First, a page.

From the pleasing repetition of Georgian-style architecture to walking trails that seamlessly connect to the town center, there’s an effortless refinement in the city of New Albany, created through careful planning and exacting standards.
For one family, a home in the New Albany Country Club community offered that ease of ready-to-wear luxury, plus ample upgrades. As an entry in the Building Industry Association of Central Ohio’s 2010 Parade of Homes, the 5,300-square-foot home is a showcase of function and beauty, with well-considered features including a carefully crafted courtyard.
Working within the confines of a tight lot—and with the neighborhood’s architectural review committee, landscape designer Marc Aubry with GreenScapes Landscape Co. turned negative space into an award-winning outdoor destination.
Architectural plans for the property called for an L-shaped home punctuated by a detached two-car garage. Aubry recognized the three-sided courtyard space that the layout created, as well as the need for a sense of separation from nearby neighbors. Working with builder Weaver Custom Homes, he added a red brick wall that stretches away from the home, yet doesn’t meet the garage—providing definition and a touch of privacy without making the space feel closed-off. “If you didn’t have that wall, you’d feel like you were in your neighbor’s yard,” Aubry says.
Just as the city of New Albany prides itself on “leaving nothing to chance,” every element of Aubry’s design has a purpose—and usually more than one. A wood-burning fireplace, for example, breaks up the visual monotony of the wall, but also creates a space for hearthside chats. Strategically placed islands of landscaping bloom with annual flowers, evergreens and perennials like hydrangeas, roses and Jane magnolias, providing color much of the year. More importantly, they also allowed Aubry to create a range of areas for casual or formal outdoor living like relaxing and entertaining, despite the courtyard’s limited footprint. A small island, dressed with planted and potted boxwoods and an elm tree, separates the fireplace seating area from a larger entertaining space—which includes a dining patio and a pergola outfitted with a built-in grill, refrigerator and bar. Over time, the tree will also provide a large canopy and welcome shade, Aubry says.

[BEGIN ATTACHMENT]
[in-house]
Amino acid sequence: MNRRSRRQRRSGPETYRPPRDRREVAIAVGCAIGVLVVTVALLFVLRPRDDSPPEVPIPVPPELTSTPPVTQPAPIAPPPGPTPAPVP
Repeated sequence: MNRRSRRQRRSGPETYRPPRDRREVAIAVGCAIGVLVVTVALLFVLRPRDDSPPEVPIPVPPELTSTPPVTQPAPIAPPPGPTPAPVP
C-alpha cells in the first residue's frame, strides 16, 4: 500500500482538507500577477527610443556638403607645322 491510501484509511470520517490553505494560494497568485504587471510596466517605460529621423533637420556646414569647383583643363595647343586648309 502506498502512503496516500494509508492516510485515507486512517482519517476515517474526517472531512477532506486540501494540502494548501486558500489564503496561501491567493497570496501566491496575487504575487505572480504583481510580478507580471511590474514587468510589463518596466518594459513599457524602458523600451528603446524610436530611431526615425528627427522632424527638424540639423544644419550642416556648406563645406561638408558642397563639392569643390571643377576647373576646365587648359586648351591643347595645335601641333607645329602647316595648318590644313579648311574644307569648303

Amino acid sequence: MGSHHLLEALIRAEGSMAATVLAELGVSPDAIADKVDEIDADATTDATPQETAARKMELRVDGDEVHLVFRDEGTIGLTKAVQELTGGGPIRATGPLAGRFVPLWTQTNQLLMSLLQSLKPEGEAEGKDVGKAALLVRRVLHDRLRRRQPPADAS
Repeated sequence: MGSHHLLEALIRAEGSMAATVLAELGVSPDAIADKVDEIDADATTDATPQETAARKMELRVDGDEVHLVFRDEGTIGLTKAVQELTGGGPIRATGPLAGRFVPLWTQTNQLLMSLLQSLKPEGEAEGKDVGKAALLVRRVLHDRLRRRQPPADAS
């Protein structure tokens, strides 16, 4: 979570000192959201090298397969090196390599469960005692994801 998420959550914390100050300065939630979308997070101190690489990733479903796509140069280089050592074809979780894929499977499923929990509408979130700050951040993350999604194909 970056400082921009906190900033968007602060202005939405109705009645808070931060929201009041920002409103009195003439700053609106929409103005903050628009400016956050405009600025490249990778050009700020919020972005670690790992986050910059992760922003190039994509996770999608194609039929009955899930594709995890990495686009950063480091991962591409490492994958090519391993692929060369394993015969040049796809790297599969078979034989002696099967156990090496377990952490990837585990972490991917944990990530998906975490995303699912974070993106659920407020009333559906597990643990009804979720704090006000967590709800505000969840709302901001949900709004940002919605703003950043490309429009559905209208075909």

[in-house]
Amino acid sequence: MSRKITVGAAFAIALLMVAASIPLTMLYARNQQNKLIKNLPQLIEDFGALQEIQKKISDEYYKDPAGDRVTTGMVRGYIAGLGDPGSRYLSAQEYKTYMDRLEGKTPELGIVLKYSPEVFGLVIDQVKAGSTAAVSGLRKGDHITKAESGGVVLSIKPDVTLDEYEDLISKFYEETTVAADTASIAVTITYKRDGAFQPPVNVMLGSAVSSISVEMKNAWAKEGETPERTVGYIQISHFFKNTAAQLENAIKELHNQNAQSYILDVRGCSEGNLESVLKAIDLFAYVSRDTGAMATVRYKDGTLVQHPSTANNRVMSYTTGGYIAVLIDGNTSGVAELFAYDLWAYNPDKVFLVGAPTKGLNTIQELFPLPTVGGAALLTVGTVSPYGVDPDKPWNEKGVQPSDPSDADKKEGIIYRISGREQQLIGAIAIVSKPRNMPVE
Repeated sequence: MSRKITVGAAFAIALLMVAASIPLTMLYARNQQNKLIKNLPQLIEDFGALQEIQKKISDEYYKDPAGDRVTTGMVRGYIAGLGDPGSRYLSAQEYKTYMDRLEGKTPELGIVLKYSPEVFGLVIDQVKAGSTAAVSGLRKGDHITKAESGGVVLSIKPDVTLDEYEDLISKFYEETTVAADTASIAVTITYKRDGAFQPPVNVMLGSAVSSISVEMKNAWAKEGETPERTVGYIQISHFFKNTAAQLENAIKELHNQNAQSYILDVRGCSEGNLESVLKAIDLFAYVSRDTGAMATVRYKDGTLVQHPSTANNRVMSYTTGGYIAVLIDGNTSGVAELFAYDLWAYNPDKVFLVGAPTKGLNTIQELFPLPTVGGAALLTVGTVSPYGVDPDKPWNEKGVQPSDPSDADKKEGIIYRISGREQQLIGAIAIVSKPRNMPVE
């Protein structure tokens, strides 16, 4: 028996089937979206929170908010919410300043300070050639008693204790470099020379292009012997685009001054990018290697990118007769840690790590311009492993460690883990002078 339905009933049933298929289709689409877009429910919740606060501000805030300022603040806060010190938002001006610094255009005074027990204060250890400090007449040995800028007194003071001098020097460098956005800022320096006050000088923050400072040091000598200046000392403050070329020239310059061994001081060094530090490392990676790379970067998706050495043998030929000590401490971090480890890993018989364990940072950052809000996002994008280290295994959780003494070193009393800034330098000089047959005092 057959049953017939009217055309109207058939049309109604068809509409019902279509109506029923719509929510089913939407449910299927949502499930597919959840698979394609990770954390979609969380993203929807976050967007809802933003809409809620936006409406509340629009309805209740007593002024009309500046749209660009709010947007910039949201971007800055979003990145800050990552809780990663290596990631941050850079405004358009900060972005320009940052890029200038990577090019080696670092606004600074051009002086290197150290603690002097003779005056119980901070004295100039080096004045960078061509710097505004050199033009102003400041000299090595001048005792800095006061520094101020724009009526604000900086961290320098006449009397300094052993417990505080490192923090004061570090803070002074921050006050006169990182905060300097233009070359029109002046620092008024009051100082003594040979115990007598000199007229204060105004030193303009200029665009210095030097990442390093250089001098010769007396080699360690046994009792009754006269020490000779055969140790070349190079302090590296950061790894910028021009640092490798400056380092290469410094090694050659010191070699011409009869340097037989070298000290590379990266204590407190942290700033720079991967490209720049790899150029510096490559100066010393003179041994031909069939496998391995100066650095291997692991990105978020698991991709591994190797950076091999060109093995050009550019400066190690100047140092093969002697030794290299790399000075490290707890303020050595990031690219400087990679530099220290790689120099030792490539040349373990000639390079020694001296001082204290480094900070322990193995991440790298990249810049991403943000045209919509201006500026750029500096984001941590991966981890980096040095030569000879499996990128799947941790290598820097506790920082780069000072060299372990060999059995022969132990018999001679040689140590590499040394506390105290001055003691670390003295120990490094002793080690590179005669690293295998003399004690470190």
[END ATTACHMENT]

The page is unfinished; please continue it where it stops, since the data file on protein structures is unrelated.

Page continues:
Throughout the courtyard and outdoor kitchen area, variations in the reach and orientation of concrete pavers provide a subtle visual guide, grounding each space like an area rug while connecting it to the rest of the property. A medallion design, for example, marks an entry to the courtyard, where corners of the house and garage meet the driveway. “Because New Albany homes are traditional, they’re very angular and rigid. But the house has some very subtle curving cues that we picked up and used,” Aubry explains.
Similar to the dimensional differences that Frank Lloyd Wright and mid-century modern architects used to define private and shared spaces within a home, the curving perimeter of the paved space expands in the more “public” areas—ballooning out around the dining table. It then splits into two thin paths to reach the fireplace and narrows, leading toward a private lounging patio with accompanying patio chairs, tucked into the elbow of the L-shaped home. Here, French doors conveniently open to the dining room, making a relaxed evening all the more effortless.
While the family has plans for a few more outdoor upgrades, they see no room for improvement in this well-planned space with its variety of outdoor landscaping ideas and gathering areas, which earned the Parade of Homes’ top awards for landscape architecture.